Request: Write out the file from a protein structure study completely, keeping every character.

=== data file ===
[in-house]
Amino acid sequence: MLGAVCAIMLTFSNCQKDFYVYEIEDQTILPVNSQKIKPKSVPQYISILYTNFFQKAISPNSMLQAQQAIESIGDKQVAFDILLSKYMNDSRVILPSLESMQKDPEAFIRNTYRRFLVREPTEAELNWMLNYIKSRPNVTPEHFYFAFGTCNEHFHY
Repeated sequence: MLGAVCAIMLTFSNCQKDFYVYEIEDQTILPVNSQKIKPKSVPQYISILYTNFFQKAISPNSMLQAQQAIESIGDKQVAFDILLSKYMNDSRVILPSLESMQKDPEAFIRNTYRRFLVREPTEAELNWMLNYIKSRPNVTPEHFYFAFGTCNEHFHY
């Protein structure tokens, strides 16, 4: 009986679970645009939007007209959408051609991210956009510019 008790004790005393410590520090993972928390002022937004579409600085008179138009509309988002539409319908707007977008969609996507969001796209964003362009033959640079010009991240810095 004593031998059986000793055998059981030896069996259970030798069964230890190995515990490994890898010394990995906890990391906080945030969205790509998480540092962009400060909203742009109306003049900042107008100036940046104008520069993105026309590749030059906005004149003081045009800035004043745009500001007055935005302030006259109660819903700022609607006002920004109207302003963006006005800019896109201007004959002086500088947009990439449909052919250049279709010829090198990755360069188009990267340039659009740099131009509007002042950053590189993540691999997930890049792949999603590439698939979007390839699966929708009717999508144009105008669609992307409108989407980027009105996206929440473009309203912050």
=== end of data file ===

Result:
[in-house]
Amino acid sequence: MLGAVCAIMLTFSNCQKDFYVYEIEDQTILPVNSQKIKPKSVPQYISILYTNFFQKAISPNSMLQAQQAIESIGDKQVAFDILLSKYMNDSRVILPSLESMQKDPEAFIRNTYRRFLVREPTEAELNWMLNYIKSRPNVTPEHFYFAFGTCNEHFHY
Repeated sequence: MLGAVCAIMLTFSNCQKDFYVYEIEDQTILPVNSQKIKPKSVPQYISILYTNFFQKAISPNSMLQAQQAIESIGDKQVAFDILLSKYMNDSRVILPSLESMQKDPEAFIRNTYRRFLVREPTEAELNWMLNYIKSRPNVTPEHFYFAFGTCNEHFHY
């Protein structure tokens, strides 16, 4: 009986679970645009939007007209959408051609991210956009510019 008790004790005393410590520090993972928390002022937004579409600085008179138009509309988002539409319908707007977008969609996507969001796209964003362009033959640079010009991240810095 004593031998059986000793055998059981030896069996259970030798069964230890190995515990490994890898010394990995906890990391906080945030969205790509998480540092962009400060909203742009109306003049900042107008100036940046104008520069993105026309590749030059906005004149003081045009800035004043745009500001007055935005302030006259109660819903700022609607006002920004109207302003963006006005800019896109201007004959002086500088947009990439449909052919250049279709010829090198990755360069188009990267340039659009740099131009509007002042950053590189993540691999997930890049792949999603590439698939979007390839699966929708009717999508144009105008669609992307409108989407980027009105996206929440473009309203912050």